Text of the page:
Alexander George Paspatis
Alexander George Paspatis – the son of George Philip and Mary (Schillizzi) Paspatis – was born on the island of Chios in May, 1814. Paspatis arrived at the Port of Boston on May 17, 1824 on board the brig Cypress, commanded by Captain Chaddock, along with the Ralli brothers and Nicholas Petrokokinos. Paspatis was educated in the United States at the Mount Pleasant Institute (Amherst) and graduated from Amherst College in 1831. He pursued medical studies at the Universities of Paris and Padua Medical School, receiving his M.D. degree from Padua in 1834. Dr. Paspatis also received an M.A. from Amherst College in 1835.
He returned to Athens and then Constantinople. He became one of the most prominent doctors of his era. He practised medicine in Constantinople from 1840 to 1879. For twenty years, he was Physician in Chief at Constantinople's great Greek hospital, Epta Pirgon. On April 18, 1852 he married Argyro N. Vouros. In 1879, he retired and moved back to Athens. Subsequently Amherst College conferred upon him the LL.D. degree in 1886.
Dr. Alexander George Paspatis, a student of Byzantium and antiquities, was considered the chief Greek archeologist as well as the top Byzantine scholar of his time. Paspatis was fluent in 15 languages, and interpreted the Greek used in the New Testament.
Dr. Alexander George Paspatis passed away on December 24, 1891 from acute pneumonia at the age of 77.
For the dedication his book >Constantinople published in 1895, Professor Edwin A. Grosvenor fellow graduate of Amherst, student, and close friend wrote "Alexander G. Paspatis, graduate and doctor of laws of my own Alma Mater, my teacher and early friend, the most modest, the most patient, the most learned of all those who have striven to probe the mysteries of the classic and the Byzantine city."
Thomas Burgess gives the following biography of Alexander George Paspatis in his book "Greeks in America":
After the fiendish massacre of the population by the Turks in 1822, which reduced the population of Chios from 150,000 to 15,000 souls, [Paspatis was taken] with the other captives to Smyrna and exposed in the Turkish slave market for sale. There his own mother, who had miraculously escaped and had wandered alone up and down the coast of Asia Minor, saw him and bought him for the only two pieces of money she had managed to save. Charitable Americans embarked him on a ship and for two years he found a kind home in the family of Marshall P. Wilder of Boston.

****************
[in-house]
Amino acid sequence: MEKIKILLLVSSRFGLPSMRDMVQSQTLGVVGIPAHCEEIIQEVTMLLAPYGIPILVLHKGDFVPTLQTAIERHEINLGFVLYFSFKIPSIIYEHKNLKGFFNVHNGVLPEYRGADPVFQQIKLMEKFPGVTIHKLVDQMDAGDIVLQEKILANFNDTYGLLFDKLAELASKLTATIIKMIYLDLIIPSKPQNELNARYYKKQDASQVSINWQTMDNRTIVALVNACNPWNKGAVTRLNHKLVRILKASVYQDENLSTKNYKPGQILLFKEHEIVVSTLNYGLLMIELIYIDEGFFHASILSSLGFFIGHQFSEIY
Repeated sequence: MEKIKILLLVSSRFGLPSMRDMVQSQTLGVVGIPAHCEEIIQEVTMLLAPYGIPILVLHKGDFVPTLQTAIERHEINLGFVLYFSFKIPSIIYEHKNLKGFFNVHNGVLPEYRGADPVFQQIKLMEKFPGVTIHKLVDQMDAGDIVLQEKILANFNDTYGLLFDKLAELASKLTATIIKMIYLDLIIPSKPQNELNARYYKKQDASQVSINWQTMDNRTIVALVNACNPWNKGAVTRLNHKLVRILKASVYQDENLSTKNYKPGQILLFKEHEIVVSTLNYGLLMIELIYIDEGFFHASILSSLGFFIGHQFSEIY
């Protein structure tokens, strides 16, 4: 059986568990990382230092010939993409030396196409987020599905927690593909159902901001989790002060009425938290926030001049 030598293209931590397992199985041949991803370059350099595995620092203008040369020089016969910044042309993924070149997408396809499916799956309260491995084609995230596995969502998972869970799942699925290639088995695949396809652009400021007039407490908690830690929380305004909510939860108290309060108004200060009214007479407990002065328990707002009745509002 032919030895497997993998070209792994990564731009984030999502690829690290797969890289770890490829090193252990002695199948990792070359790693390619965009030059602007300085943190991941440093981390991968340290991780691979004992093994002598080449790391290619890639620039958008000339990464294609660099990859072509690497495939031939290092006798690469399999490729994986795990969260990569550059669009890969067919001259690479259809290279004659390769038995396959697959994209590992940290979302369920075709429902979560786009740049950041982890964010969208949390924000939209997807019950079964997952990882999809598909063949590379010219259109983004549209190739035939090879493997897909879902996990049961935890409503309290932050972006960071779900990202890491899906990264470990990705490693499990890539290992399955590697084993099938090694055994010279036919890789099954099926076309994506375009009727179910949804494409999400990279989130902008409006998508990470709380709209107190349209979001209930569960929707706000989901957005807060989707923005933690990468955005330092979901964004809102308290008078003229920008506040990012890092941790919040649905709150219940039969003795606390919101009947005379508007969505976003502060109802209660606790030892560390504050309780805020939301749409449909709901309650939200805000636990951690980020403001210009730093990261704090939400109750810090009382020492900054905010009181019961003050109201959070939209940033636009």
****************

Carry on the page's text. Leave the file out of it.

He attended the Mt. Pleasant Preparatory School and in 1831 graduated from Amherst. Never has Amherst had a worthier graduate. He returned to Europe, took an extended course in medicine at Paris and Pisa, and for years was one of the most distinguished practitioners in Constantinople. Retiring from practice in 1879 he lived in Athens until his death in 1891.
Record of Graduates of Amherst College
The "Record of Graduates of Amherst College" states the following regarding Alexander George Paspatis:
… Much as he had grown to love America, he was homesick for his mother and his own people; he longed to be of service to both. So he returned to Europen and entered upon an extended course in medicine at the universities of Paris and Pisa. He took his degree from the latter institution in 1839. … In 1840 he established himself in Constantinople where for 38 years he exercised his profession, being recognized as one of the most able and successful [medical] practioners ….
… A profound and accurate student, he was an almost unrivalled authority on Byzantine history and archaeology and an eminent glossologist. Master of sixteen languages, his literary productions were most given to the world in English, French and Greek. He, with five other scholars, planted in 1861 the Philologikos Ellinikos Syllogos, a society which is now reckoning its members by the thousands and has planted nearly two hundred schools in the Ottoman Empire and by its literary contributions has acquired a worldwide fame. He was always a devoted member of the Eastern Orthodox Church, and believed that whatever was imperfect therein could be reformed or remedied from within and not from without.
[Dr. Alexander George Paspatis'] modesty and self-distrust equalled his learning. He shrank from the recognition of his own deeds. … Filial devotion was part of his character. … Tolerant of all faiths and in sympathy with the principles animating every christian effort to do good, he believed that whatever was imperfect in the Eastern Greek Orthodox church could be reformed or remedied from within and not from without; and hence he always continued a devoted member of that ancient communion wherein he was born. … It is not inappropriate to say that no more truly distinguished, no worthier graduate has ever been honored with the diploma of Amherst College.
Grosvenor, Edwin A. Constantinople … with an Introduction by General Lew Wallace. Roberts Brothers Boston, 1895.